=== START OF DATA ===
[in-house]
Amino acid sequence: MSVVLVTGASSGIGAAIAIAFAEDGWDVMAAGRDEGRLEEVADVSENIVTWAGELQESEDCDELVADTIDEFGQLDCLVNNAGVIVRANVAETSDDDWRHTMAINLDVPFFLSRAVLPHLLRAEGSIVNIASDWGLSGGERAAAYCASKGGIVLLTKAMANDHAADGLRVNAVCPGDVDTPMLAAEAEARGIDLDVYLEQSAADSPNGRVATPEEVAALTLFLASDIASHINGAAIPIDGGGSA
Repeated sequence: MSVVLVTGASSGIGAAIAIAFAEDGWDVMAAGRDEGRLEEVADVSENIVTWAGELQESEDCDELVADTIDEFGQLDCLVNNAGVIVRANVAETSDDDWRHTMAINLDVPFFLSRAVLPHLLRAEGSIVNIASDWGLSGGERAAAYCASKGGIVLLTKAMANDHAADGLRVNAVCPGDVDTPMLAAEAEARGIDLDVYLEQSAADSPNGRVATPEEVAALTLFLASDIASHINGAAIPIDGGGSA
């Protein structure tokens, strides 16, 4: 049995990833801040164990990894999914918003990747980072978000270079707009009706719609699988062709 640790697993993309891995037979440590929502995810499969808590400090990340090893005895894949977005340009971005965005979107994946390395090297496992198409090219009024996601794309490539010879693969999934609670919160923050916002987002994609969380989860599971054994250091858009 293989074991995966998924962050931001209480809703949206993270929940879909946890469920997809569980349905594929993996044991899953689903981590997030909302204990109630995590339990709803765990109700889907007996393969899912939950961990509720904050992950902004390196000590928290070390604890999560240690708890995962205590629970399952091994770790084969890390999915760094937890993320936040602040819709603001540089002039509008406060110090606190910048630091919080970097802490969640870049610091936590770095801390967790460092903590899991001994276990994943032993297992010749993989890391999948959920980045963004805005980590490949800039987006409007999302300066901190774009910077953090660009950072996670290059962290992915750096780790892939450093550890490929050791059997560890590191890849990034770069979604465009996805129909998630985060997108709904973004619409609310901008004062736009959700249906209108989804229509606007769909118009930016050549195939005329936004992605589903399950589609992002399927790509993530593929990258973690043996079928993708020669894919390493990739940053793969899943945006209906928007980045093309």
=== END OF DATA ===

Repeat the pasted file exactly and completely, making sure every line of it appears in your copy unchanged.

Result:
[in-house]
Amino acid sequence: MSVVLVTGASSGIGAAIAIAFAEDGWDVMAAGRDEGRLEEVADVSENIVTWAGELQESEDCDELVADTIDEFGQLDCLVNNAGVIVRANVAETSDDDWRHTMAINLDVPFFLSRAVLPHLLRAEGSIVNIASDWGLSGGERAAAYCASKGGIVLLTKAMANDHAADGLRVNAVCPGDVDTPMLAAEAEARGIDLDVYLEQSAADSPNGRVATPEEVAALTLFLASDIASHINGAAIPIDGGGSA
Repeated sequence: MSVVLVTGASSGIGAAIAIAFAEDGWDVMAAGRDEGRLEEVADVSENIVTWAGELQESEDCDELVADTIDEFGQLDCLVNNAGVIVRANVAETSDDDWRHTMAINLDVPFFLSRAVLPHLLRAEGSIVNIASDWGLSGGERAAAYCASKGGIVLLTKAMANDHAADGLRVNAVCPGDVDTPMLAAEAEARGIDLDVYLEQSAADSPNGRVATPEEVAALTLFLASDIASHINGAAIPIDGGGSA
């Protein structure tokens, strides 16, 4: 049995990833801040164990990894999914918003990747980072978000270079707009009706719609699988062709 640790697993993309891995037979440590929502995810499969808590400090990340090893005895894949977005340009971005965005979107994946390395090297496992198409090219009024996601794309490539010879693969999934609670919160923050916002987002994609969380989860599971054994250091858009 293989074991995966998924962050931001209480809703949206993270929940879909946890469920997809569980349905594929993996044991899953689903981590997030909302204990109630995590339990709803765990109700889907007996393969899912939950961990509720904050992950902004390196000590928290070390604890999560240690708890995962205590629970399952091994770790084969890390999915760094937890993320936040602040819709603001540089002039509008406060110090606190910048630091919080970097802490969640870049610091936590770095801390967790460092903590899991001994276990994943032993297992010749993989890391999948959920980045963004805005980590490949800039987006409007999302300066901190774009910077953090660009950072996670290059962290992915750096780790892939450093550890490929050791059997560890590191890849990034770069979604465009996805129909998630985060997108709904973004619409609310901008004062736009959700249906209108989804229509606007769909118009930016050549195939005329936004992605589903399950589609992002399927790509993530593929990258973690043996079928993708020669894919390493990739940053793969899943945006209906928007980045093309």